CD Review: Glen Campbell and Jimmy Webb – In Session (Fantasy, 1988/2012)
Recorded in 1988, this CD/DVD set brings together the singer-and-songwriter pair who broke through in 1967 with “By the Time I Get to Phoenix.” The duo would score several more hit singles, including the multi-chart topping “Wichita Lineman” and “Galveston,” along with lower charting singles “Where’s the Playground Susie” and “Honey Come Back.” Each partner had tremendous success on their own, but the combination of Webb’s emotionally evocative lyrics and Campbell’s country-tinged pop vocals created something unique. Though they continued to work together off and on, including a full-length 1974 album Reunion: The Songs of Jimmy Webb, their collaborations never again struck the chart gold of their late ‘60s run.
Campbell and Webb continued to perform together at select events over the years, but commercially released recordings of their pairings are few. This set, recorded for the Canadian television show In Session, is released here for the first time. The duo reprises their biggest hits, and adds other songs from both their collaborative catalog and Webb’s own rich collection of compositions. Campbell remains deeply engaged with the hits, taking “Galveston” at a slow, mournful pace, and adding thoughtful touches to “Wichita Lineman,” including a fetching acoustic guitar solo; he also rescues “MacArthur Park” from the drama laid into Richard Harris’ original hit, singing the song lyrically rather than performing it as a dramatic script.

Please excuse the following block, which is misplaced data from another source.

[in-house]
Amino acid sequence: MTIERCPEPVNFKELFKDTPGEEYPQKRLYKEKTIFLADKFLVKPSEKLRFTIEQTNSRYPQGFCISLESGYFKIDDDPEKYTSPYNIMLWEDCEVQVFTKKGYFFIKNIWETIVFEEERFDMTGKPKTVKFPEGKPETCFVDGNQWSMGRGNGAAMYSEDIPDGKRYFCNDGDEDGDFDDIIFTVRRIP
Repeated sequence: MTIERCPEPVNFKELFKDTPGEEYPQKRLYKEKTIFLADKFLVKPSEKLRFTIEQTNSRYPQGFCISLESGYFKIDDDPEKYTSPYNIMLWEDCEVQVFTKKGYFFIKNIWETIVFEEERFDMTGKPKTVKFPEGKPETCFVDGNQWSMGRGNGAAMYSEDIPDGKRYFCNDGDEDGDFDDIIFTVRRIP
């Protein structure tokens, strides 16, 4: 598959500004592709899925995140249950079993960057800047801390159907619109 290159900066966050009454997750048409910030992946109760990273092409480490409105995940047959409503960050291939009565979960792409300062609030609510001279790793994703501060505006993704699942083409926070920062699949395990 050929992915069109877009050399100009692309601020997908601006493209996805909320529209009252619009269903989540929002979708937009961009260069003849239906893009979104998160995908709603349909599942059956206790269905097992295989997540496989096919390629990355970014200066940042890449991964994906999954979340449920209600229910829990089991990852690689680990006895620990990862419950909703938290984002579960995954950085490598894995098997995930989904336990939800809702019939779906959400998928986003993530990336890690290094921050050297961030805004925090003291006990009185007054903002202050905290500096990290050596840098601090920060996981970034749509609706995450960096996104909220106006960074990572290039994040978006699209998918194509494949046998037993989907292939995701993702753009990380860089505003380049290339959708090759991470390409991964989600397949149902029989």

The arrangements are relatively simple, with Campbell on guitar facing Webb on piano, and backing of bass, drums and synthesized strings that leaves the focus on the vocals and the songs. The duo’s personal and musical chemistry is evident in the between-song banter and the knowing looks they exchange. The DVD opens at the end of “By the Time I Get to Phoenix,” and unfortunately, that fragment is all you get. Webb is also included in interview segments inserted between (and, distractingly at times, overlapping and during) songs. The segments are banded as separate tracks on the DVD, but not on the CD, where they distract from the set’s flow. This is a nice artifact of Campbell and Webb’s 45-year partnership and friendship, and the musical fruit they’ve nurtured.